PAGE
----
A heat advisory is in effect from 11 a.m. tomorrow until 8 p.m. Friday. Temperatures will reach about 90 degrees both days, but combined with high humidity, heat index values will soar to the upper 90s, according to the National Weather Service.
The Riverhead Town Senior Center will be open as a cooling center tomorrow and Friday from 8:30 a.m. to 4:30 p.m., Riverhead Supervisor Yvette Aguiar announced this afternoon. The senior center is located at 60 Shade Tree Lane in Aquebogue.
Residents are urged to limit outdoor activity in the heat of the day, and to check on vulnerable family, friends and neighbors, the supervisor said in an advisory. Make sure pets are kept in the shade and have adequate water, the advisory said.
Heat is the number one weather-related killer in the United States, the New York State Health Department said in a press release this afternoon, even though heat-related deaths and illness are preventable.
Symptoms of heat stroke include:
- Hot, dry, red skin
- A rapid pulse
- Rapid and shallow breathing
- A body temperature higher than 105 degrees
- Loss of alertness, confusion, and/or loss of consciousness
The health department urges residents to take precautions to avoid heat exhaustion:
- Reduce strenuous activities and exercises, especially during peak sunlight hours.
- Exercise should be conducted early in the morning, before 7 a.m.
- Eat less protein and more fruits and vegetables. Protein produces and increases metabolic heat, which causes water loss. Eat small meals but eat more often. Do not eat salty foods.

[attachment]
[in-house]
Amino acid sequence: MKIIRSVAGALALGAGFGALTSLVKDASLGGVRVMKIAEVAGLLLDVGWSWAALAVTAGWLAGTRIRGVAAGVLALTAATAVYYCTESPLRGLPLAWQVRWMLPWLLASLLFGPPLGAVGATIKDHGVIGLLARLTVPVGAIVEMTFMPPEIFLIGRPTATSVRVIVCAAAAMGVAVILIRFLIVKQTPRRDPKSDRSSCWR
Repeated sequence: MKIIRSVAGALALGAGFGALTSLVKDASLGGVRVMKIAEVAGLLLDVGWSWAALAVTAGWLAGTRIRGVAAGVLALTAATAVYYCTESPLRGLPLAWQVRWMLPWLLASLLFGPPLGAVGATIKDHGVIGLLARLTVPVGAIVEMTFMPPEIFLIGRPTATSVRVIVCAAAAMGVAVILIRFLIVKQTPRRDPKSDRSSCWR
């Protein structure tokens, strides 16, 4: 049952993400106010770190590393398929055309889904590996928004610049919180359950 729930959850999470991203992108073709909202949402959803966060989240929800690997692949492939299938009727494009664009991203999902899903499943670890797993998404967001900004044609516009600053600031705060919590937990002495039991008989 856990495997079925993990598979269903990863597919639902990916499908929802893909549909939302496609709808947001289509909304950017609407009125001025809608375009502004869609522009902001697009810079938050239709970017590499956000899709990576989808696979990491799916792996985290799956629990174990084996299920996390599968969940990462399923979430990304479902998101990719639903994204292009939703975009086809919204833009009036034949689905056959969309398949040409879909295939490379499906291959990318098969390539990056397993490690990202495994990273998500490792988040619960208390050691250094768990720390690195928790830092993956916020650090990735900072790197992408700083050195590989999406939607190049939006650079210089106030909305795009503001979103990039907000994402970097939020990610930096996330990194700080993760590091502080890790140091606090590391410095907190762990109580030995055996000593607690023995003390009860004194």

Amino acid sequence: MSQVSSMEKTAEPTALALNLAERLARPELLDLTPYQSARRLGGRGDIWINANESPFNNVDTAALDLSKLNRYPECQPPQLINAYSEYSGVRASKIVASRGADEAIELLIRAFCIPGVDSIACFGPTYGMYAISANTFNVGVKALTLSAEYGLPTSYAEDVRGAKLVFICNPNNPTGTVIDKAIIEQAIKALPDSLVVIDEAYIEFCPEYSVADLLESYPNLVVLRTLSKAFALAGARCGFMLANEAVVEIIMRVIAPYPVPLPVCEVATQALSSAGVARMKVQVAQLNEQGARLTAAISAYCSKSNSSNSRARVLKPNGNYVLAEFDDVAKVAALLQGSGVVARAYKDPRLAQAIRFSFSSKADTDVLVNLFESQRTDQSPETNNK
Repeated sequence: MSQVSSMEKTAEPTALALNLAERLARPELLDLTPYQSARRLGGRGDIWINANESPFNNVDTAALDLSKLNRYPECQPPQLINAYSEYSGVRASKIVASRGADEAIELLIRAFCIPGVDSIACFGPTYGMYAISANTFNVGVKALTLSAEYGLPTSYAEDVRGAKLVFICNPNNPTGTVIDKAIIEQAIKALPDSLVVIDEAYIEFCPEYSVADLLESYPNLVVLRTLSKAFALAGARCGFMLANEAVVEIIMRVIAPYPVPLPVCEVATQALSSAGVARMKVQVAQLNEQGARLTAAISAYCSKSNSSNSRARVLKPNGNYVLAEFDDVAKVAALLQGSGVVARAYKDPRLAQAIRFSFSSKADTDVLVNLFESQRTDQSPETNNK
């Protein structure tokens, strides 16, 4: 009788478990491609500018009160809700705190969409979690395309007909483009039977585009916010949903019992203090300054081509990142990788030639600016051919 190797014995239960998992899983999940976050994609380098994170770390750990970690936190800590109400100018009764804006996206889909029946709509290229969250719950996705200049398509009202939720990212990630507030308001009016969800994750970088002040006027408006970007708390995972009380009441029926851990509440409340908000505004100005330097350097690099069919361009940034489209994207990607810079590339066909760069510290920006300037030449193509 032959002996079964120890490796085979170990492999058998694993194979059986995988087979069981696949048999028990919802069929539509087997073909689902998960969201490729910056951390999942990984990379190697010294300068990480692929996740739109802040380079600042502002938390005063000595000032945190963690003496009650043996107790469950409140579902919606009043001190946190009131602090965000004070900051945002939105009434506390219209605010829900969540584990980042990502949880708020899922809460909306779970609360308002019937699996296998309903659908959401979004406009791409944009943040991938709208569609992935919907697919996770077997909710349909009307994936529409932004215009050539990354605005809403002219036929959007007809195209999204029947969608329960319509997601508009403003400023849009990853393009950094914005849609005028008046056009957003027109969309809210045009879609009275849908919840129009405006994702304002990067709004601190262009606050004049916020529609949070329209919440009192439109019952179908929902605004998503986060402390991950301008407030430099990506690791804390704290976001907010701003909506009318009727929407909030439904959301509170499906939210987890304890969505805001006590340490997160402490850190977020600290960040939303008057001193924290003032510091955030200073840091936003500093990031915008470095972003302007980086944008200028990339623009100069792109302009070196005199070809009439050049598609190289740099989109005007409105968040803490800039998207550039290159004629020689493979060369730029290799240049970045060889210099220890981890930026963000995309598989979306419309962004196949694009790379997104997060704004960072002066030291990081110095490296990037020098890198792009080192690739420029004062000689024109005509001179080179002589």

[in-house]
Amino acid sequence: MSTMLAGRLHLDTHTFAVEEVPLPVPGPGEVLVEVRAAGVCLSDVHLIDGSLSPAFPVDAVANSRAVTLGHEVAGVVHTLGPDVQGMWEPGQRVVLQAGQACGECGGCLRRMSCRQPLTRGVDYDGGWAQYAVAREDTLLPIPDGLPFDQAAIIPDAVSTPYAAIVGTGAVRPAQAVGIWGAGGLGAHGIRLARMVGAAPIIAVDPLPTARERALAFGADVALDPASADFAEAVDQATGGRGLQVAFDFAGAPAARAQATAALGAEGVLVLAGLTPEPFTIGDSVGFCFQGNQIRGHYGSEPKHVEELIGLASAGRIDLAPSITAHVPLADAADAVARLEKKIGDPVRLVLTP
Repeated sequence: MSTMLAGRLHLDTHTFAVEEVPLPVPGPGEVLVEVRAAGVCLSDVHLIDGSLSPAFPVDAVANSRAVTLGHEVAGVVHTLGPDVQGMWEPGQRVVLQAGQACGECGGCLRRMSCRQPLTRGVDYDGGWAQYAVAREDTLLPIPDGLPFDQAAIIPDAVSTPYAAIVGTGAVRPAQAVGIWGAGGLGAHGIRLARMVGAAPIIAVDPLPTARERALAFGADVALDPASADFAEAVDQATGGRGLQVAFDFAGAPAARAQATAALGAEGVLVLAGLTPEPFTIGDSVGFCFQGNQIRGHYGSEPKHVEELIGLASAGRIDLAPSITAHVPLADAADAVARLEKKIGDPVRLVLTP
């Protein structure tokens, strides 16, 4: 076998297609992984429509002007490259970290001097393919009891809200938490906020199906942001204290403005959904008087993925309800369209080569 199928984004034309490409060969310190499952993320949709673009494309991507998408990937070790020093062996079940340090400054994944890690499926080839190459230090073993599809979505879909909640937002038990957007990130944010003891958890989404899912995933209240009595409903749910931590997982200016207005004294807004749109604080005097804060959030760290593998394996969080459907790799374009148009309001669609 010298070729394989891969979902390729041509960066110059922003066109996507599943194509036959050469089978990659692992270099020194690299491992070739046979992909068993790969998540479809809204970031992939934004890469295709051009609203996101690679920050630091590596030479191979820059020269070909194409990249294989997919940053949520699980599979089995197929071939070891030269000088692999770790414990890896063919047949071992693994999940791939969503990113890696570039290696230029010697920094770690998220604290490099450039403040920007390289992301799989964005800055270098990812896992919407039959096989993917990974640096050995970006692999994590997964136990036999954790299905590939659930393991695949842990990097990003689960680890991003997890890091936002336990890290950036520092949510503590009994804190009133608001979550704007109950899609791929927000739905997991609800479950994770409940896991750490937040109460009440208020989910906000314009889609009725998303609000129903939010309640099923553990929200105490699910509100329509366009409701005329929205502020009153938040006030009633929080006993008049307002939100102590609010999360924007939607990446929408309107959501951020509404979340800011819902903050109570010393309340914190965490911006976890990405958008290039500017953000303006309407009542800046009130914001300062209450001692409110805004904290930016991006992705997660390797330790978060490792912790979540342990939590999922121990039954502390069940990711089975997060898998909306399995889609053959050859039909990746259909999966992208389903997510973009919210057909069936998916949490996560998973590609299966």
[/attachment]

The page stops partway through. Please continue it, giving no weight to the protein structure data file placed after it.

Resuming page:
- Drink at least two to four glasses of water per hour during extreme heat, even if you do not feel thirsty. Avoid beverages containing alcohol or caffeine.
- If possible, stay out of the sun and stay in air conditioning. The sun heats the inner core of your body, resulting in dehydration. If air conditioning is not available, stay on the lowest floor, out of the sunshine, or go to a public building with air conditioning.
- If you must go outdoors, wear sunscreen with a high sun protector factor rating (at least SPF 15) and a hat to protect your face and head.
- When outdoors, wear loose-fitting, lightweight, and light-colored clothing. Cover as much skin as possible to avoid sunburn and over-warming effects of sunlight on your body.
Never leave children, pets or those who require special care in a parked vehicle, especially during periods of intense summer heat. Temperatures inside a closed vehicle can reach over 140° Fahrenheit quickly. Exposure to such high temperatures can kill within a matter of minutes.
Prolonged exposure to the heat can be harmful and potentially fatal. Call 911 if you or someone you know shows signs or symptoms of heat illness, including headache, light headedness, muscle cramps, nausea, and vomiting.
A drought watch is in effect for 21 New York counties, including Suffolk. The State Department of Environmental Conservation is asking New Yorkers to conserve water whenever possible during the coming weeks. For water-saving tips, visit DEC’s webpage at dec.ny.gov/lands/5009.html.
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